Ohio State alumni flocked to the Peace Corps last year, according to a release that said OSU made the top 10 list of student Peace Corps Volunteers for the second consecutive year.
There are currently 83 OSU alumni serving in the Peace Corps, OSU was ranked fourth among universities with more than 15,000 undergraduate students, a five-spot increase from the previous year.
“We rank our top volunteer-producing (colleges) and universities nationwide according to the size of the student body,” said Peace Corps Acting Director Carrie Hessler-Radelet.
The Peace Corps is a U.S. Government service organization that sets Americans up with work sites and projects in other countries. The minimum age to join is 18, and currently about 7,200 volunteers and trainees are in the program, with 65 host countries involved.
Since 1961, when the Peace Corps was created, 1,706 OSU members have served, Hessler-Radelet said.
The University of Wisconsin-Madison ranked first in the large colleges and universities category with 90 volunteer members this year.
“OSU is not that far behind, so it will be a great opportunity for OSU to really take the lead,” Hessler-Radelet said.
OSU Peace Corps campus recruiter Jack Campbell said the university’s current ranking is a big accomplishment.
“When I came to this position at OSU, for some 35 or 40 years, Peace Corps has been at this location, they’ve never been in the top 10. So when we made the top 10 a year ago I was very pleased to hear that,” Campbell said.
Hessler-Radelet said the Peace Corps provides volunteers with language, cultural and technical skills that can prove useful in future pursuits.
“I was a Peace Corps volunteer and it changed my life, and I think if you talk to any volunteer, they will tell you the same thing. It really is transformational,” Hessler-Radelet said.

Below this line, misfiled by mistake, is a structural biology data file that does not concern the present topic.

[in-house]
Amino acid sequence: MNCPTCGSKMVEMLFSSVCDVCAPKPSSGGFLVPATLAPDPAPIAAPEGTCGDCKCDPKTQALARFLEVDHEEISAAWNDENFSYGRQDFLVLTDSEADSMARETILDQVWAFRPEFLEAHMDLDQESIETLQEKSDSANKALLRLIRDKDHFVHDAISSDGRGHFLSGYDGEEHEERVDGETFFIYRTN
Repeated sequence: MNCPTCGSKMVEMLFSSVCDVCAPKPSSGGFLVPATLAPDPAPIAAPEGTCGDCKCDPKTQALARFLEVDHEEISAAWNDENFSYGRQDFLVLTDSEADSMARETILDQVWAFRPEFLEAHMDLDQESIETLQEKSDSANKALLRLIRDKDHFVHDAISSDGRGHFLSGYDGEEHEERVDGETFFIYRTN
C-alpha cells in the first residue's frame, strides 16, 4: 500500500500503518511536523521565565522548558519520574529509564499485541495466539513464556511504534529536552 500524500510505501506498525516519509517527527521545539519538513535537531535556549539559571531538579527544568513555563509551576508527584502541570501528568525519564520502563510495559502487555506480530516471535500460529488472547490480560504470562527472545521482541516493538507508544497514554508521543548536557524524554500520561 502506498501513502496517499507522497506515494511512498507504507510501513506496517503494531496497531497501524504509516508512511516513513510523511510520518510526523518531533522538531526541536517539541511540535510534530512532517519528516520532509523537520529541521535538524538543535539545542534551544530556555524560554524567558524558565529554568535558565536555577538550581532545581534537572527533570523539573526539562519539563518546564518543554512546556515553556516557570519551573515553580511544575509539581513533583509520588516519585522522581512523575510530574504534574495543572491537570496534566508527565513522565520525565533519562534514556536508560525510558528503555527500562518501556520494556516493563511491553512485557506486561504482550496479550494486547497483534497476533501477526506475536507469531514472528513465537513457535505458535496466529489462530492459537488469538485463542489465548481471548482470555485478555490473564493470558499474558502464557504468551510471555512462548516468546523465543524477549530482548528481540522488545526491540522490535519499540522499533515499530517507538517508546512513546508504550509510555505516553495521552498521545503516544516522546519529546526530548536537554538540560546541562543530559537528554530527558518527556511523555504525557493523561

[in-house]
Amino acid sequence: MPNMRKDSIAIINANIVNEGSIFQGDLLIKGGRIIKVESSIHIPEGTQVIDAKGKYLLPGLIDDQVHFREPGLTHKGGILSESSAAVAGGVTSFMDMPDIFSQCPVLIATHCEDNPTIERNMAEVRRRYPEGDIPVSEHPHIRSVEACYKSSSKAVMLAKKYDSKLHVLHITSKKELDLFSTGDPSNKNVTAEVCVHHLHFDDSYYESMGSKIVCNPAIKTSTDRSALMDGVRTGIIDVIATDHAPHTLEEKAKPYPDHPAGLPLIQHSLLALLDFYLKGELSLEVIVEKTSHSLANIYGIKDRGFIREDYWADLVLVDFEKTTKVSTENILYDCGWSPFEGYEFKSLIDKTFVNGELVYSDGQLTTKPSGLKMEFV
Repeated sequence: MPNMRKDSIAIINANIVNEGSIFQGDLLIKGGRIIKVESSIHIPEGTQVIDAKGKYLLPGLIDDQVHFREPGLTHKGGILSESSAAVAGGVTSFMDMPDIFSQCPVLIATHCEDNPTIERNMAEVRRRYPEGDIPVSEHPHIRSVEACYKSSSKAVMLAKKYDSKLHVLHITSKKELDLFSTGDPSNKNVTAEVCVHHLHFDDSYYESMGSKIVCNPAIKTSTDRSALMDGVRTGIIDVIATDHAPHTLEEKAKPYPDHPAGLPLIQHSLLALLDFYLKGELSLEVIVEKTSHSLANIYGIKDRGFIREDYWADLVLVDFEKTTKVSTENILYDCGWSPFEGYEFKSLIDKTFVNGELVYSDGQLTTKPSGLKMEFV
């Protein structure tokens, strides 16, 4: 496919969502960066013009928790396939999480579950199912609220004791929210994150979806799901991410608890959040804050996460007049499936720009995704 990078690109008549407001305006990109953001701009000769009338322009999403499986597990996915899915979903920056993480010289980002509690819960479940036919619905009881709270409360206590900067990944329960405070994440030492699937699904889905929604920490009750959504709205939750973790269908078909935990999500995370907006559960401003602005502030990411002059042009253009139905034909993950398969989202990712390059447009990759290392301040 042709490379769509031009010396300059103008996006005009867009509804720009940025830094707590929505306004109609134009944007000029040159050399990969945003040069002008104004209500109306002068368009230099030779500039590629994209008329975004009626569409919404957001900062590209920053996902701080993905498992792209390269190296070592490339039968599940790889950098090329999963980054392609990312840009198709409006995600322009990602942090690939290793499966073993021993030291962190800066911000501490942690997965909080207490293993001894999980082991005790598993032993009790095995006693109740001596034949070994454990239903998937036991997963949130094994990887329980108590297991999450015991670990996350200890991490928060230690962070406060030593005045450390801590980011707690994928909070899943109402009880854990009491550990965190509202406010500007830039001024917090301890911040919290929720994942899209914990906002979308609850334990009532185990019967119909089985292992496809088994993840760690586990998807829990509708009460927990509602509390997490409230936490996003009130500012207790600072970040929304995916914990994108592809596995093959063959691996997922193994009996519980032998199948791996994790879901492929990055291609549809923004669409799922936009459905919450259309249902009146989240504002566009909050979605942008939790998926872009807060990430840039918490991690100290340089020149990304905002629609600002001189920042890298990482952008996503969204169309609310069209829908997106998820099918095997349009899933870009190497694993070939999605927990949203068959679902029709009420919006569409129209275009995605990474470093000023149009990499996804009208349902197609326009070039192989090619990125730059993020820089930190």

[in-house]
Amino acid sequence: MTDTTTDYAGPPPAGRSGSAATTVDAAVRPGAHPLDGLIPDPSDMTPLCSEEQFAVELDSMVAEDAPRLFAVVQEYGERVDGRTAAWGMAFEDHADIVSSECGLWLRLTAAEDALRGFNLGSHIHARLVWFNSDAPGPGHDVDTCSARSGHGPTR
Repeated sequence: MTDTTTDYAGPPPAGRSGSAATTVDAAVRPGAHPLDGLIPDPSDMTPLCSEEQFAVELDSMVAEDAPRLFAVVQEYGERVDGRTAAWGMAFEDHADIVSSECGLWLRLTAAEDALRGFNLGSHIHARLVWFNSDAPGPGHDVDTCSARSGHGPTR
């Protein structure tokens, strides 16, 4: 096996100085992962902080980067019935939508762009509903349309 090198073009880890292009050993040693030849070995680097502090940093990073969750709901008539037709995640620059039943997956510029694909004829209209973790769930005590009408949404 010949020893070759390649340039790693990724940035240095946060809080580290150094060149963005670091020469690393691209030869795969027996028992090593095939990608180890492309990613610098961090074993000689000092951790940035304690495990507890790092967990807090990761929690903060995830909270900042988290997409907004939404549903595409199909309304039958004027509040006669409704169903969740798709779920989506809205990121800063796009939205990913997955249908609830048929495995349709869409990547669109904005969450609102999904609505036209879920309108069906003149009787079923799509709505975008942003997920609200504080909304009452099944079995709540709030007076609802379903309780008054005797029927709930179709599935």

Campbell said he joined the Peace Corps when he was in his 50s and was able to volunteer in countries such as Botswana and Fiji.
“I guarantee to (students) that it will be a life-changing experience,” Campbell said.
Because of its competitive process, Campbell said interested students are encouraged to apply the summer before their senior year of college.
OSU alumnus Paul Cook, who served as an educational volunteer in Madagascar, volunteered from July 2010 to October.
“I just really enjoyed that experience and I got to know the community really well. One year there was just not enough for me,” said Cook, who double majored in Portuguese and international studies.
Public affairs coordinator for the Peace Corps’ Midwest region Jessica Mayle said students from a variety of backgrounds have volunteered for the Peace Corps.
“Most positions require a bachelor degree, but if you have a bachelor’s degree in any subject, you can find a position that you are well-suited for,” Mayle said.
With about 80 percent of volunteers under the age of 30 and recent college graduates, Hessler-Radelet said the Peace Corps depends heavily on campuses in order to gain recruiting members.
“It is not only an opportunity to make a difference, it is also an opportunity to build your career,” Hessler-Radelet said.
Through joining, Cook said he was able to learn different skills while expanding his horizons.
“I think (one) of the big and important things you learn is how to live and thrive in a culture that is different from your own personally and professionally,” Cook said.
Through his experiences, Cook was also able to assist in opening an English learning center for students in Madagascar.
“Ohio State works really hard to inspire others to service-related activities for people, so there is more than development of the self, but it also helps to develop people from other cultures as well,” Cook said.